So, aggrieved by this act of Mr. Gill she filed a complaint against him. When the FIR and complaint was quashed by the impugned order oh High Court she decided to go for an appeal at the apex court of country.
Contentions of both the Parties:
Counsel on behalf of Petitioners: Mrs. Indira Jaisingh
It was strongly contended by the petitioners that High Court while exercising its power under § 482 of Cr.P.C. has violated the general principles of law in the present case by interfering with the statutory powers of police to investigate into cognizable offences. She also contended that high court relied on § 95 of IPC in its findings and which is totally unjustified as when modesty of a woman is involved the section cannot be applied.
Mrs. Jaisingh also argued that High Court has committed grave injustice by quashing F.I.R. on the ground that an unusual delay has been made in lodging of F.I.R. while the complainant has clearly explained reason for delay in F.I.R. itself and which is perfectly satisfactory.
Counsel on behalf of respondents: Mr. Tulsi, Additional Solicitor General
It was contended by the respondents that the allegations raised in F.I.R. were within the purview of § 95 and High Court was totally justified in quashing F.I.R. as it was maliciously lodged and the complainant is trying to take revenge of personal grudges by falsely implicating Mr. Gill in the court case.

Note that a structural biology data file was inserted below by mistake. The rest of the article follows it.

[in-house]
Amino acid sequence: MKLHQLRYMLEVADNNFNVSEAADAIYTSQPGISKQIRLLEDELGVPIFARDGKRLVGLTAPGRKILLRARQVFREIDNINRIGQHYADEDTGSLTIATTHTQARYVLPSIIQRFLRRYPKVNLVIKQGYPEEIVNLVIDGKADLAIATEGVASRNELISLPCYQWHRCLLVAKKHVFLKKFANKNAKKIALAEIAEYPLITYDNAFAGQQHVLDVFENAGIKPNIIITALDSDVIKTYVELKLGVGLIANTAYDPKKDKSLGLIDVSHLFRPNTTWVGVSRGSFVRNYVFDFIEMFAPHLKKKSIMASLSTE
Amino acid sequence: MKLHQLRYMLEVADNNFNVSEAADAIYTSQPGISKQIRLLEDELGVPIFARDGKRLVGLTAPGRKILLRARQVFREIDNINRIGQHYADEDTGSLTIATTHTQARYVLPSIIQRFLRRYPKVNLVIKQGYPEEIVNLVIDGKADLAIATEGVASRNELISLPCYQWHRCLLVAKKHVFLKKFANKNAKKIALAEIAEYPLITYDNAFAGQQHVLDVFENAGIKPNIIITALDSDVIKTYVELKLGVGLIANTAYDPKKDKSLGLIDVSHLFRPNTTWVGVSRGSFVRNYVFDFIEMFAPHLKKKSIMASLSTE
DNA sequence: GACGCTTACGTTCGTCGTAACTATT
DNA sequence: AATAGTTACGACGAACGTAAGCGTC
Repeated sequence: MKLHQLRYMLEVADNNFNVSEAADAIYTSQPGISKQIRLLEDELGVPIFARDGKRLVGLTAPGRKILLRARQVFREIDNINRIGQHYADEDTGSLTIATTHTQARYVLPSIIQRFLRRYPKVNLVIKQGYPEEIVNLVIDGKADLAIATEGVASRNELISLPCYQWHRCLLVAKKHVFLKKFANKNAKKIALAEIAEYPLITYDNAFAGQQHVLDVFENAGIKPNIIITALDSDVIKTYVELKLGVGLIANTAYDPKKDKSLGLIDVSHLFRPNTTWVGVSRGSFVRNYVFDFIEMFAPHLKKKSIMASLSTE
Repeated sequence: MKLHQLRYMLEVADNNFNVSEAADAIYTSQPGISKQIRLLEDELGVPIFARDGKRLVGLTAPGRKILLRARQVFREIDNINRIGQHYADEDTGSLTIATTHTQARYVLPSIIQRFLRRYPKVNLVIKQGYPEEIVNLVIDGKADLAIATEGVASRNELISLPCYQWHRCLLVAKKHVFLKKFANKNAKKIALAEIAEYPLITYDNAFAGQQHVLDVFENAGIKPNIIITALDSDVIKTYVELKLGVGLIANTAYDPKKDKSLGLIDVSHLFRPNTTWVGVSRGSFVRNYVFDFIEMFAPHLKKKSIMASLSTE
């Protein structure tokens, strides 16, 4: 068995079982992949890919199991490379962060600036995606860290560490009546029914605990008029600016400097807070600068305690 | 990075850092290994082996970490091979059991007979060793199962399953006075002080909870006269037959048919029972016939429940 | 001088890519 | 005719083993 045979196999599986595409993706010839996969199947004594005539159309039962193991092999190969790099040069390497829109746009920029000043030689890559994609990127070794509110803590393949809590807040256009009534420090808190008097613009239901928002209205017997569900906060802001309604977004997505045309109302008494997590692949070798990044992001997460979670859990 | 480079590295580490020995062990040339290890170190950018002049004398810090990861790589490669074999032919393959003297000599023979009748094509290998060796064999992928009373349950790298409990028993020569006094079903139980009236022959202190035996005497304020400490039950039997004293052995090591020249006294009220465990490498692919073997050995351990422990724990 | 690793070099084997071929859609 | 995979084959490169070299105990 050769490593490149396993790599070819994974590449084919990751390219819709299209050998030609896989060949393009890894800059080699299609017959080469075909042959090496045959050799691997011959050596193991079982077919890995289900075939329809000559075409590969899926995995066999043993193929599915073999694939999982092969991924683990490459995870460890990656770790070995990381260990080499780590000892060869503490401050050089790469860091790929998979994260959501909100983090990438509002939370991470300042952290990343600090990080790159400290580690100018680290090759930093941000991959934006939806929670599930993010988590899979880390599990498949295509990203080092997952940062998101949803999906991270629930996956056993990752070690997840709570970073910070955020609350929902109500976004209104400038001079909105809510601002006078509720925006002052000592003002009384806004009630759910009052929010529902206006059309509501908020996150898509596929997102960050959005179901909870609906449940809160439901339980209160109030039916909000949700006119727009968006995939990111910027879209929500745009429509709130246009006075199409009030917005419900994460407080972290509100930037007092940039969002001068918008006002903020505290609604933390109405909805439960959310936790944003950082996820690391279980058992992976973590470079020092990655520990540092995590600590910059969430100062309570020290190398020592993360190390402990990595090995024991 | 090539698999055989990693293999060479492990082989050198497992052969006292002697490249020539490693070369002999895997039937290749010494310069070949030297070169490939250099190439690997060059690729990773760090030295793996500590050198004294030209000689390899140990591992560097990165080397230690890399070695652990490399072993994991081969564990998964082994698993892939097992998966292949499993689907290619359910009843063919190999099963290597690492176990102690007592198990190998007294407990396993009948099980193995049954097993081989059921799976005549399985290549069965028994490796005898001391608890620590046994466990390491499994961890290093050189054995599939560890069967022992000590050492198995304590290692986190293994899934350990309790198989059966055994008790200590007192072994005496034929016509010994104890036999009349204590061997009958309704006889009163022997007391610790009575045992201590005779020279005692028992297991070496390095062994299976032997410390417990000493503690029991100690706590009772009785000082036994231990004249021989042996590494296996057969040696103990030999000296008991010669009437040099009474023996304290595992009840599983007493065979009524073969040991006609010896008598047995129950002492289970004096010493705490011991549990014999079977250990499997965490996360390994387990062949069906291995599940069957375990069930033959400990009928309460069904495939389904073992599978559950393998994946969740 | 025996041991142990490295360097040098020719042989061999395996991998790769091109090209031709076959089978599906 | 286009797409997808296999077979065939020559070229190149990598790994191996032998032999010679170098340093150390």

It was also submitted by Mr. Tulsi in fairness that however, court is not in quashing F.I.R. on the ground of unusual delay in lodging F.I.R. But he was strongly contended that defense of § 95 is totally justifiable in the present case and its facts.
It was directed by Apex Court to the Chief Judicial Magistrate (CJM), Chandigarh to take cognizance upon the police report for the offences under §§ 354 and 509 of IPC. It was also stated by the bench that the appeal was filed in order to determine that whether prima facie case for investigation exist or not and by looking in to the matter we direct CJM only to start the investigation and it will be upon his/her discretion by looking into the evidences that accused must be punished or not.
So, the appeal of Mr. & Mrs. Bajaj was allowed and adequate relief was given to them by quashing the impugned judgment of the High Court.
Concepts Highlighted in the Case:
In the present case it was highlighted that quashing of F.I.R. merely on the grounds of delay in its lodging is totally unjustifiable and the court while quashing a complaint must consider the reason behind in its delay. It can also interpret that court was accepting this fact that § 95 of IPC will not be applicable in the cases where modesty of a woman is involved.
It can be concluded that quashing of F.I.R. and complaint by the High Court must be based on some sound and justifiable grounds and it will be grave injustice for the parties if the general principles of law will be neglected and especially in the cases where vulnerable section of society is in concern.
Edited by Pragash Boopal
Approved & Published – Sakshi Raje